There aren’t any real equals for speed when it comes to rugby. When a player like Carlin Isles gets the ball in space, it is near impossible to stop them. Playing against faster players can be very challenging and it is often difficult to catch them. So you need to be smart about it and work around it.
It is definitely not impossible, but you need to teach your players to adapt. There are basically two areas you can focus on that are both sensible defensive principles as well as ways to completely nullify speedsters.
The first would be to take away their space and the second would be to starve them of possession.
Taking away a fast player’s space
The quickest players will usually be on the wings and sometimes in the centre positions. You will sometimes find full-backs who have a decent amount of speed and are often agile.
Removing their space comes down to two very crucial principles:
- An organized defensive line
- A rush defense
An organized defensive line
This duty usually sits on the shoulders of the inside centre. The inside centre needs to make sure that the rest of the defensive line made up of the two centres and often a wing or loose forward works together.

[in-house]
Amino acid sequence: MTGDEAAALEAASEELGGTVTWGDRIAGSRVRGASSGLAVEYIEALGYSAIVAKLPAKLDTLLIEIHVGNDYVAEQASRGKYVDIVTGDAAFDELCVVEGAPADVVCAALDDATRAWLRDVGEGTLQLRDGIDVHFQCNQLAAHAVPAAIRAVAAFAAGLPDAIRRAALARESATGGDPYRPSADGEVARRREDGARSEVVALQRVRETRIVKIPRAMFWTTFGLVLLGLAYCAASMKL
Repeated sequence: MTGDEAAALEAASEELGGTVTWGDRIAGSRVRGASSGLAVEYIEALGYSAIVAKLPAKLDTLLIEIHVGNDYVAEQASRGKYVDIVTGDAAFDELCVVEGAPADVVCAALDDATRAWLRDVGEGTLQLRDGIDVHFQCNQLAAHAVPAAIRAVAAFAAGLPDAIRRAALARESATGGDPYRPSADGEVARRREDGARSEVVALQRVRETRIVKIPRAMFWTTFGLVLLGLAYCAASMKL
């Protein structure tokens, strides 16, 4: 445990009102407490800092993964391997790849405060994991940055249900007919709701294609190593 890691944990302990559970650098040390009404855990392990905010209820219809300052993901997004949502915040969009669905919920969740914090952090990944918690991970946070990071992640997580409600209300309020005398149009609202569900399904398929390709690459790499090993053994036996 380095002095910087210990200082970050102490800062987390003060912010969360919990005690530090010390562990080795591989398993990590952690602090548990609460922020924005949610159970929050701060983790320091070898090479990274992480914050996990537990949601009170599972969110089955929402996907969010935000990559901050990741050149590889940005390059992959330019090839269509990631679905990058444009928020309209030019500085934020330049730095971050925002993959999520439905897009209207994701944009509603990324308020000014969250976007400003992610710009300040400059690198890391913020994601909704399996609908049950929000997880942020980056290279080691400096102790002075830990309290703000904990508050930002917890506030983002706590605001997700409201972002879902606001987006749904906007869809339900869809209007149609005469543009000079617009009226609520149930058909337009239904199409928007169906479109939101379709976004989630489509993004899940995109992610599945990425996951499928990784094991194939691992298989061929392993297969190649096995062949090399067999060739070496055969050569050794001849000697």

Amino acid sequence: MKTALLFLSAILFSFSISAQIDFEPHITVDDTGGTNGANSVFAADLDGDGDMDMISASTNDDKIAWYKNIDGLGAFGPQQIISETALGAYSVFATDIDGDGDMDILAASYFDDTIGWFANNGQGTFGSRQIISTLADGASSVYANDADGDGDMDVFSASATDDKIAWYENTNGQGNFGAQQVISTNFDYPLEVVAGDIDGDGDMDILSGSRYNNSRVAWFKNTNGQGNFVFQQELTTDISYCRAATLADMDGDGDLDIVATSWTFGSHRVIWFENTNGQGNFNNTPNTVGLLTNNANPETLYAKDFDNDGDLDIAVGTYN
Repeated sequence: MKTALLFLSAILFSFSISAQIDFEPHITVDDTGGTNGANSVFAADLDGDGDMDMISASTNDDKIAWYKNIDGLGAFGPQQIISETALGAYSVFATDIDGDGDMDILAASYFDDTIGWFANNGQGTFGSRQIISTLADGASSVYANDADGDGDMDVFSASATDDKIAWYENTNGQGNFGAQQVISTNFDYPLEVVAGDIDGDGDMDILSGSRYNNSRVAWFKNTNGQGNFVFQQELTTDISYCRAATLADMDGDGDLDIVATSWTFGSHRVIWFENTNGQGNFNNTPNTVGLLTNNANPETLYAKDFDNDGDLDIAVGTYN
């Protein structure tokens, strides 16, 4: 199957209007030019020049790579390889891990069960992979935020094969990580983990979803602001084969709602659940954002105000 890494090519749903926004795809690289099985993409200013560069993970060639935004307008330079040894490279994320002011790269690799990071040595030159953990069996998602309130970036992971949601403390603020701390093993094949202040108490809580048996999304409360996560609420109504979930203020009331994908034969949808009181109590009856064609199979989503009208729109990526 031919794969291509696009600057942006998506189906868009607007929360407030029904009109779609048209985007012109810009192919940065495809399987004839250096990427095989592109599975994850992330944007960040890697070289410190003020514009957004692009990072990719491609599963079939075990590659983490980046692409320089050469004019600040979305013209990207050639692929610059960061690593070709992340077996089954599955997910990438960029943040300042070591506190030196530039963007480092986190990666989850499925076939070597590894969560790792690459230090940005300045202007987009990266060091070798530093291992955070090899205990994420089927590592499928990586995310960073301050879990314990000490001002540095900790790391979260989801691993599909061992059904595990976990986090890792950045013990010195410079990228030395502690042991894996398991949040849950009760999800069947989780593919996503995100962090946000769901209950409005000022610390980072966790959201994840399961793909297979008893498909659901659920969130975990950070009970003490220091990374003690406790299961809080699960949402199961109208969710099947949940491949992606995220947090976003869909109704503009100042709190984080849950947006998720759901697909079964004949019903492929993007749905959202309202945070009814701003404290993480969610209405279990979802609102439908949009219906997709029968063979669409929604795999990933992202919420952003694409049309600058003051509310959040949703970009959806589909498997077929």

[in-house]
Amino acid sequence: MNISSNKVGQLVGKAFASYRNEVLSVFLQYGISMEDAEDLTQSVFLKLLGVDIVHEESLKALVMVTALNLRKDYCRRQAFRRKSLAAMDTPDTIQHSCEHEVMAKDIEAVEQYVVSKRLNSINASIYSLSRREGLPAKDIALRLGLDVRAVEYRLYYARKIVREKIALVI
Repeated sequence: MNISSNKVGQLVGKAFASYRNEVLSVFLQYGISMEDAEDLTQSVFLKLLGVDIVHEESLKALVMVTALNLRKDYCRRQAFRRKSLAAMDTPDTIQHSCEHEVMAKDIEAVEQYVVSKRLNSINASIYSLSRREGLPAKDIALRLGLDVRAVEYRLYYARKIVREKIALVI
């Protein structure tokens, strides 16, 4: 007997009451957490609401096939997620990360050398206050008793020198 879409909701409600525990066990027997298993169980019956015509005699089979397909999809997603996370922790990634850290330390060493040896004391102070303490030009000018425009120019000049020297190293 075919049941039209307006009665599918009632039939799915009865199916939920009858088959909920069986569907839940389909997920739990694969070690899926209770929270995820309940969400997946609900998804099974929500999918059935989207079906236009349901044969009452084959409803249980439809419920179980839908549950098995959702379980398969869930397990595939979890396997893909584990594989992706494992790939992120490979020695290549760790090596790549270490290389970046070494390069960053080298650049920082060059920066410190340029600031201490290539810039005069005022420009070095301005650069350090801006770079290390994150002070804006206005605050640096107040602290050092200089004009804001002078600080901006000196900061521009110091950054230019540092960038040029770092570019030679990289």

The alignment of the defensive line should be able to swift as a unit push opposition players to the sidelines. The most crucial part of the defensive line is that no one rushes out of the formation. As soon as this happens, you will be exploited by the offensive team.
A good rush defence
The defensive line should train to rush attacking teams and stop them behind the advantage line. This takes away all of the momentum of a fast player and at best will result in them getting the ball under pressure.
A good rush defense is also one of the best ways to turn defense into attack. Attacking teams don’t like pressure and with every successful wave of rush defense you will accomplish two goals:
- drive them back – you literally gain meters without the ball by taking away their space
- force them to make errors – as they start running out of options, they will make rash decisions which often results in turnover ball that your team can exploit
Starving the fast players of possession
This is a principle that also applies to playing against bigger players. If you cut off their supply, they can’t be effective. The best place to start with that is through non-stop defensive pressure from your forwards.
If your forwards continuously put pressure on their opponents at scrum time, lineouts and at rucks, the quality of ball that the scrumhalf would receive would be bad.
Scrumhalves don’t like working under pressure. Your smaller and more agile players can play a big role in helping to nullify the effect of the fast players.
A combination of focus on the scrumhalf and the flyhalf with your defensive efforts is crucial. If the scrumhalf has to work under pressure, the delivery of ball to the flyhalf will not be good. If the flyhalf also has to work under pressure, the chances of forcing turnovers increases in a big way.